In 1055, Godfrey besieged Antwerp, but Frederick was delivered by the Lorrainers, no longer loyal to Godfrey. Henry died in 1056 and his successor, Henry IV, was only six years old. In that year, Baldwin made peace and did homage to the new king. In 1056 and 1059, by the treaties of Andernach, Baldwin received the march of Ename in the Landgraviate of Brabant, probably in exchange for giving up the march of Valenciennes, which was confiscated by emperor Henry III in 1045.

In 1057, Godfrey was exiled to Tuscany, where he joined Beatrice and co-governed with her. He was enfeoffed with the Duchy of Spoleto (1057) by Pope Stephen IX, his brother. In January 1058, Leo de Benedicto Christiano threw open the city gates to him and Beatrice after the election of Pope Nicholas II. Possessing the Tiber and assaulting the Lateran, Godfrey succeeded in expelling the antipope Benedict X on 24 January. During the papal reign of his brother and his brother's reforming successors, he played an important rôle in the politics of central and northern Italy, including Sardinia, where he interfered on behalf of Barisone I of Logudoro against the Republic of Pisa, indicating his authority over both.

In 1065, he was recalled to become duke of Lower Lorraine after the death of Frederick. He was also given Antwerp again. He installed his court at Bouillon and died on Christmas Eve 1069.

Family

By Doda, he had:

Footnotes

External links

  • Medieval Lands Project on Godfrey "le Barbu", Duke of Lower Lotharingia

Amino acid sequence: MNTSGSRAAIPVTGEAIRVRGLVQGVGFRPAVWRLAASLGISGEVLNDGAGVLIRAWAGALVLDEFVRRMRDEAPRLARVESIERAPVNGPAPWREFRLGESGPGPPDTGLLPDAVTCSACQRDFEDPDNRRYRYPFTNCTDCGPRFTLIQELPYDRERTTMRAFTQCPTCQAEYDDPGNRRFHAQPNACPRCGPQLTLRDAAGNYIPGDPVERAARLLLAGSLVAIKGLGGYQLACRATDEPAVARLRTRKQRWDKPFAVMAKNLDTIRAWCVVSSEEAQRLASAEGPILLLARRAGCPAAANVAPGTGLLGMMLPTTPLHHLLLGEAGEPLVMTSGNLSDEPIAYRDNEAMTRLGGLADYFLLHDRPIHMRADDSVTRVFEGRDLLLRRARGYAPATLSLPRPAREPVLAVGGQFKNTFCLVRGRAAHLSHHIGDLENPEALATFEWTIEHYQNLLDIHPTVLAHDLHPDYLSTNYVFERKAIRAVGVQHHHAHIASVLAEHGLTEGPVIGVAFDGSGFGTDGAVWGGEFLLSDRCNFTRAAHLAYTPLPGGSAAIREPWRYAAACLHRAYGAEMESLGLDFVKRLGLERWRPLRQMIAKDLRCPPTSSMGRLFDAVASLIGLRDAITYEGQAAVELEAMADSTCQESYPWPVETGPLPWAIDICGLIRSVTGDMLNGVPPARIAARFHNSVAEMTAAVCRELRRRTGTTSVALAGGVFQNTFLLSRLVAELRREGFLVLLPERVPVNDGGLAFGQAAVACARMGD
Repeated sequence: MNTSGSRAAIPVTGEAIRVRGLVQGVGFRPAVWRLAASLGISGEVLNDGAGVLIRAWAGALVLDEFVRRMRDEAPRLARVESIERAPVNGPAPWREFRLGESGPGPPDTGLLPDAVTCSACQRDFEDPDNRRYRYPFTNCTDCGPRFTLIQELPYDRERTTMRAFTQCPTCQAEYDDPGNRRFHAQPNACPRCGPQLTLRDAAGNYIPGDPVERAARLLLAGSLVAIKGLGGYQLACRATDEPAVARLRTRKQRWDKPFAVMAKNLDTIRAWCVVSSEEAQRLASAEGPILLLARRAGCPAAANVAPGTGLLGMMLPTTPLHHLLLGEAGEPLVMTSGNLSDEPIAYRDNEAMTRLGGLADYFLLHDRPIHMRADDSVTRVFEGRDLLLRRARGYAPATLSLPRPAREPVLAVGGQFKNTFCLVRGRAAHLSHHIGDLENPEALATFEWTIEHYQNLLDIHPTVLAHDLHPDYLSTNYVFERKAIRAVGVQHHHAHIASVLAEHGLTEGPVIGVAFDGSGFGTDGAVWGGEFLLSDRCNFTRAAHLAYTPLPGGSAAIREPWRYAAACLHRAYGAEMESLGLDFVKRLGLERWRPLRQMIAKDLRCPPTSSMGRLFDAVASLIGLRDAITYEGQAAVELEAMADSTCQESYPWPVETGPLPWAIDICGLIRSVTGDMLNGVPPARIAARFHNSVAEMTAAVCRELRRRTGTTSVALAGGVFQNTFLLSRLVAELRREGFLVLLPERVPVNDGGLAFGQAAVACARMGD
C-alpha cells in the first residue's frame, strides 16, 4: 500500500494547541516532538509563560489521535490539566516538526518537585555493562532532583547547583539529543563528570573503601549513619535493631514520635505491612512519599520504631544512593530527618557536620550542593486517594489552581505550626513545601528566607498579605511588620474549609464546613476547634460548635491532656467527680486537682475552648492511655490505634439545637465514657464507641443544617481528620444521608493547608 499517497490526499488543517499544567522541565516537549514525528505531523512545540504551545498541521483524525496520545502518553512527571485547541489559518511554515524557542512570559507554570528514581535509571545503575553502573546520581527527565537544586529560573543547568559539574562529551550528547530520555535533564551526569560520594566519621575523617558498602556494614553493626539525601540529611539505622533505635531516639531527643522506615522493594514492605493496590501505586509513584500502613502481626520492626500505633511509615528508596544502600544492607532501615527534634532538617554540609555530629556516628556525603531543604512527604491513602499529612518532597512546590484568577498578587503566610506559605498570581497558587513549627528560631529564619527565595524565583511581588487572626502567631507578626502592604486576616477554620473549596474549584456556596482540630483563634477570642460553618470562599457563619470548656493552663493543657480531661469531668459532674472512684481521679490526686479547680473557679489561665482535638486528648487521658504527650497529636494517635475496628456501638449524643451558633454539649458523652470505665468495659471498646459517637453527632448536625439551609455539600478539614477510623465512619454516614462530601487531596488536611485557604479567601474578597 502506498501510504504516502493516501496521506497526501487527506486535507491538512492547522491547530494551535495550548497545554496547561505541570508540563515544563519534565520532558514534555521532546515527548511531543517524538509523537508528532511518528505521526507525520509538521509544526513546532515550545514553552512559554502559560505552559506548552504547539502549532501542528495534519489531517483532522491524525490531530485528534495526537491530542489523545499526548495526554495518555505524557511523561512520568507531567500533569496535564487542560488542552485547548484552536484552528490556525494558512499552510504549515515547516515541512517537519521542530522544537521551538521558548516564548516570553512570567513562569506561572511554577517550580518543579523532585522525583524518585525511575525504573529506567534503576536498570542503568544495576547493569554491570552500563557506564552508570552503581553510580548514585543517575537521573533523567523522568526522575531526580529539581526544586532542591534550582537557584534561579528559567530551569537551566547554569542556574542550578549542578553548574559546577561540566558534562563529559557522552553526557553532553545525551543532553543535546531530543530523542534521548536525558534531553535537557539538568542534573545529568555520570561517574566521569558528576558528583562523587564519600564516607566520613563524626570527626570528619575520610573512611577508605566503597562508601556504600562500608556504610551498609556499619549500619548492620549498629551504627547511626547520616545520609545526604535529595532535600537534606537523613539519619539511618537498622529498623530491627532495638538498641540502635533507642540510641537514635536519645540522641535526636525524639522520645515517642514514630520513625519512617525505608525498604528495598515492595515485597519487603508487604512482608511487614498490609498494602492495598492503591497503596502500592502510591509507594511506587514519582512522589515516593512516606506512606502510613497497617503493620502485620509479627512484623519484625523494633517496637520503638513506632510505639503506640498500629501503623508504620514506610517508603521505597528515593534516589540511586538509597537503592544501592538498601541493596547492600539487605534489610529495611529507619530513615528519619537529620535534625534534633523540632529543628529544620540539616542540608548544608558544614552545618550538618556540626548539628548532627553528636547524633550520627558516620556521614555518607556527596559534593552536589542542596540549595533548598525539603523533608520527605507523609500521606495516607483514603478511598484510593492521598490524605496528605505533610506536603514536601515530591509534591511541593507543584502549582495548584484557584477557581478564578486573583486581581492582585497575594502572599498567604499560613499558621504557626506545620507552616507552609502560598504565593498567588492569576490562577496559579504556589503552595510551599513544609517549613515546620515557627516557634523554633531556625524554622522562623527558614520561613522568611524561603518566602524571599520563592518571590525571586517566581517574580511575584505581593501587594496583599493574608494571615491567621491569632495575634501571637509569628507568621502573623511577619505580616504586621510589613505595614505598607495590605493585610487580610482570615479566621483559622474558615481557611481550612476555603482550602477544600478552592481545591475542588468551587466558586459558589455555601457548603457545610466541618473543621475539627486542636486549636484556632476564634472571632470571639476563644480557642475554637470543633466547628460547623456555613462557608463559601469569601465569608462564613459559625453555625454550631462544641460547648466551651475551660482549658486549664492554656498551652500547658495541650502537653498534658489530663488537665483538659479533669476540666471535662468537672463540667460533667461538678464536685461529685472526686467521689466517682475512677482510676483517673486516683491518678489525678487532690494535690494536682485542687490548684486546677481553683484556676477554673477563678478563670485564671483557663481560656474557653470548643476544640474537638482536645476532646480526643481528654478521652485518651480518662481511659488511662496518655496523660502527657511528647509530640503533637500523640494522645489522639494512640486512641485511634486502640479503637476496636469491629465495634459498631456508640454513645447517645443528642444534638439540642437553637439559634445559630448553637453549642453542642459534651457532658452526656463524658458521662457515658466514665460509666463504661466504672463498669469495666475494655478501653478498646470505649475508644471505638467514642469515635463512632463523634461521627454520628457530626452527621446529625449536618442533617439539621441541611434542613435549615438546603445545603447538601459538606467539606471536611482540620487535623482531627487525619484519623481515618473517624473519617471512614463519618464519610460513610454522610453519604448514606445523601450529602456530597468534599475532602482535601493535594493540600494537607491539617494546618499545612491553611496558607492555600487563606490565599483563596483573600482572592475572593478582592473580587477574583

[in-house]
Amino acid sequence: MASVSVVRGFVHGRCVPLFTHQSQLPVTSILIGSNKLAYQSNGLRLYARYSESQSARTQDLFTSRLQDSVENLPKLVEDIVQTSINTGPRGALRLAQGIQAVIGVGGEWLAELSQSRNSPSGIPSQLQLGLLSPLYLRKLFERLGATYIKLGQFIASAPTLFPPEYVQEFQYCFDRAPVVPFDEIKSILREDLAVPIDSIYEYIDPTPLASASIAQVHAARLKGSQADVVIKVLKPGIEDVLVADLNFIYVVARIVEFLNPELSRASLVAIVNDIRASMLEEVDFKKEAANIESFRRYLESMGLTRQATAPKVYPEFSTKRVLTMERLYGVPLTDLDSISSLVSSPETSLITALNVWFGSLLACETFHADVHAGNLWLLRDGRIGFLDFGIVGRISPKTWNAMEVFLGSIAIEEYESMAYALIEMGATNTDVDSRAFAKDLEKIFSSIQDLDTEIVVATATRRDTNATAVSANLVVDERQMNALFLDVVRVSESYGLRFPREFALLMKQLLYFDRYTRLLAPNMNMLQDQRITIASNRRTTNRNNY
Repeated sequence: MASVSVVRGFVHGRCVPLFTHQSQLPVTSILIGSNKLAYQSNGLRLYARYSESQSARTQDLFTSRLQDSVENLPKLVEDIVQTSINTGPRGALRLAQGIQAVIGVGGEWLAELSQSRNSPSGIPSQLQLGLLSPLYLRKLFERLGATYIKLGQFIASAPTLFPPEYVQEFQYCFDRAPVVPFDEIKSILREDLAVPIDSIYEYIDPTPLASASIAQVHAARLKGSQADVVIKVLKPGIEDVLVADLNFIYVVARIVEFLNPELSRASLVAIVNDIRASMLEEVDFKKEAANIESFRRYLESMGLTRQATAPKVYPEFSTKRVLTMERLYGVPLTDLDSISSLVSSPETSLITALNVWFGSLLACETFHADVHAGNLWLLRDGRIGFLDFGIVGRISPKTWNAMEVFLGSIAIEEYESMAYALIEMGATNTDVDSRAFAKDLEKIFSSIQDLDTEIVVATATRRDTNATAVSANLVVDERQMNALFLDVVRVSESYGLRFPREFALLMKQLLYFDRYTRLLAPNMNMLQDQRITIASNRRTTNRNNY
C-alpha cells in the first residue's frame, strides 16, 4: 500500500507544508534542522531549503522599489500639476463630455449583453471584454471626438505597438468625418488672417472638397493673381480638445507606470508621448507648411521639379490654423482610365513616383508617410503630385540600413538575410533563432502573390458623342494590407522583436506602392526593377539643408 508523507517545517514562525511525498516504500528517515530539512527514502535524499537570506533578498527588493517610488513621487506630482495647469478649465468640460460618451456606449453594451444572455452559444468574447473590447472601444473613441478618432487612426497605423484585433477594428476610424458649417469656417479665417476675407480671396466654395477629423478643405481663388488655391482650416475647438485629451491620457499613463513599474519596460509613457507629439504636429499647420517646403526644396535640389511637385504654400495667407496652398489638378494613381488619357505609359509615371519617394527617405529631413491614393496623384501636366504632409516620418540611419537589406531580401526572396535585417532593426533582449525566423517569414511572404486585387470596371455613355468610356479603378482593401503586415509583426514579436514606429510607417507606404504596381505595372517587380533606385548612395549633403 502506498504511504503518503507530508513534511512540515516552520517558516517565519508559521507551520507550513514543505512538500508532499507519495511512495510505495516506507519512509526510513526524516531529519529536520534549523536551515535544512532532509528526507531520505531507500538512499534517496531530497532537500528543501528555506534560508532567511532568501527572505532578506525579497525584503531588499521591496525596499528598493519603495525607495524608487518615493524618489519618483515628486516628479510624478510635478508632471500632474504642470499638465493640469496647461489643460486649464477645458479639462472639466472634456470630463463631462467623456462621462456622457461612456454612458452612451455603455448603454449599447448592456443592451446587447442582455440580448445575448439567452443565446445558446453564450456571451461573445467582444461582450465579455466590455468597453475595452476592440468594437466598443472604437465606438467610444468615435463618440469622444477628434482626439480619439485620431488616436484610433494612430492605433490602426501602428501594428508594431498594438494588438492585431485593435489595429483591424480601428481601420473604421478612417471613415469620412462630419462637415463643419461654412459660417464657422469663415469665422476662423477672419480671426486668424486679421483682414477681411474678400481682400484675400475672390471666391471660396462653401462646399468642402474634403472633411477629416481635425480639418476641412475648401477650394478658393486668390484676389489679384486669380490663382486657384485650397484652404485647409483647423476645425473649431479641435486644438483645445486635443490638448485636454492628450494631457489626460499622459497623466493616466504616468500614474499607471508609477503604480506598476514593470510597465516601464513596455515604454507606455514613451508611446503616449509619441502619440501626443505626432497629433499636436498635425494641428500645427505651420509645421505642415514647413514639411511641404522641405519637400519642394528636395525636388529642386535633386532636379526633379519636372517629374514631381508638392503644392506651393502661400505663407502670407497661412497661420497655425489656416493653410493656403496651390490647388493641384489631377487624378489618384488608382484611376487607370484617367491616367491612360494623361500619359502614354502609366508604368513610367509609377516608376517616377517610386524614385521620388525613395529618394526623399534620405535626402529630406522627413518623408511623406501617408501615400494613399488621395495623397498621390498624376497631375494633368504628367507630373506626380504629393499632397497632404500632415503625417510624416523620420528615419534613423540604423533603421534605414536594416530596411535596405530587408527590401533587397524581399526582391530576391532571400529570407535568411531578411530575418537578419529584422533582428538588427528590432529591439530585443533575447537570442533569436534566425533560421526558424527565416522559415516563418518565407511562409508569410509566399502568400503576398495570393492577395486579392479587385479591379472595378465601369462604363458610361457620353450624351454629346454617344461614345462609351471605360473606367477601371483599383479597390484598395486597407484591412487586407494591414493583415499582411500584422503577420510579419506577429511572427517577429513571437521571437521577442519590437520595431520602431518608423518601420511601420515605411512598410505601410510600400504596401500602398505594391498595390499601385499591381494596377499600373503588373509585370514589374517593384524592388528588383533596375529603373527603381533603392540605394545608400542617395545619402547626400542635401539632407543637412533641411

Godfrey III, Duke of Lower Lorraine
Born: c. 997 Died: 1069
Preceded by
Gothelo I
Duke of Upper Lorraine
1044–1047
Succeeded by
Adalbert
Preceded by
Frederick
Duke of Lower Lorraine
1065–1069
Succeeded by
Godfrey IV
Preceded by
Frederick
Margrave of Tuscany
1065–1069
Vacant
Part of Papal States
Title last held by
Hugh III
Duke of Spoleto
1057–1070

This article was sourced from Creative Commons Attribution-ShareAlike License; additional terms may apply. World Heritage Encyclopedia content is assembled from numerous content providers, Open Access Publishing, and in compliance with The Fair Access to Science and Technology Research Act (FASTR), Wikimedia Foundation, Inc., Public Library of Science, The Encyclopedia of Life, Open Book Publishers (OBP), PubMed, U.S. National Library of Medicine, National Center for Biotechnology Information, U.S. National Library of Medicine, National Institutes of Health (NIH), U.S. Department of Health & Human Services, and USA.gov, which sources content from all federal, state, local, tribal, and territorial government publication portals (.gov, .mil, .edu). Funding for USA.gov and content contributors is made possible from the U.S. Congress, E-Government Act of 2002.
 
Crowd sourced content that is contributed to World Heritage Encyclopedia is peer reviewed and edited by our editorial staff to ensure quality scholarly research articles.
 
By using this site, you agree to the Terms of Use and Privacy Policy. World Heritage Encyclopedia™ is a registered trademark of the World Public Library Association, a non-profit organization.
 



Copyright © World Library Foundation. All rights reserved. eBooks from World Library are sponsored by the World Library Foundation,
a 501c(4) Member's Support Non-Profit Organization, and is NOT affiliated with any governmental agency or department.